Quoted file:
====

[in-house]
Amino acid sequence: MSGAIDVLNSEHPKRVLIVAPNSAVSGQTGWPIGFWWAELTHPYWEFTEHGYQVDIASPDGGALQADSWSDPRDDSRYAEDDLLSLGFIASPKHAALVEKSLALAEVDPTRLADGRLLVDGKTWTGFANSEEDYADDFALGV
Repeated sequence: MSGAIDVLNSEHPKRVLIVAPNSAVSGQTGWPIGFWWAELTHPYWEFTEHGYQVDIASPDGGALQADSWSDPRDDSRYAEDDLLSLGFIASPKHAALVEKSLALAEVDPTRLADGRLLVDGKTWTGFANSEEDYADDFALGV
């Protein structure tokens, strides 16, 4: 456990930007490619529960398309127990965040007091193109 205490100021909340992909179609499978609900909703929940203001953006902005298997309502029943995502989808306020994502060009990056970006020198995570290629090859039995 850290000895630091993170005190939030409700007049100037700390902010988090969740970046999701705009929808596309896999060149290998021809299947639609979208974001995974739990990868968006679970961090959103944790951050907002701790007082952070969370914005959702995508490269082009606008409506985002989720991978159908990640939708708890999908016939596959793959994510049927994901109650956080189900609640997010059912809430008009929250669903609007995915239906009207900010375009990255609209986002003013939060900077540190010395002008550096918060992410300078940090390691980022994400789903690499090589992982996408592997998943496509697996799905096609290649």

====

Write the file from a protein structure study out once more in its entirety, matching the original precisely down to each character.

[in-house]
Amino acid sequence: MSGAIDVLNSEHPKRVLIVAPNSAVSGQTGWPIGFWWAELTHPYWEFTEHGYQVDIASPDGGALQADSWSDPRDDSRYAEDDLLSLGFIASPKHAALVEKSLALAEVDPTRLADGRLLVDGKTWTGFANSEEDYADDFALGV
Repeated sequence: MSGAIDVLNSEHPKRVLIVAPNSAVSGQTGWPIGFWWAELTHPYWEFTEHGYQVDIASPDGGALQADSWSDPRDDSRYAEDDLLSLGFIASPKHAALVEKSLALAEVDPTRLADGRLLVDGKTWTGFANSEEDYADDFALGV
């Protein structure tokens, strides 16, 4: 456990930007490619529960398309127990965040007091193109 205490100021909340992909179609499978609900909703929940203001953006902005298997309502029943995502989808306020994502060009990056970006020198995570290629090859039995 850290000895630091993170005190939030409700007049100037700390902010988090969740970046999701705009929808596309896999060149290998021809299947639609979208974001995974739990990868968006679970961090959103944790951050907002701790007082952070969370914005959702995508490269082009606008409506985002989720991978159908990640939708708890999908016939596959793959994510049927994901109650956080189900609640997010059912809430008009929250669903609007995915239906009207900010375009990255609209986002003013939060900077540190010395002008550096918060992410300078940090390691980022994400789903690499090589992982996408592997998943496509697996799905096609290649």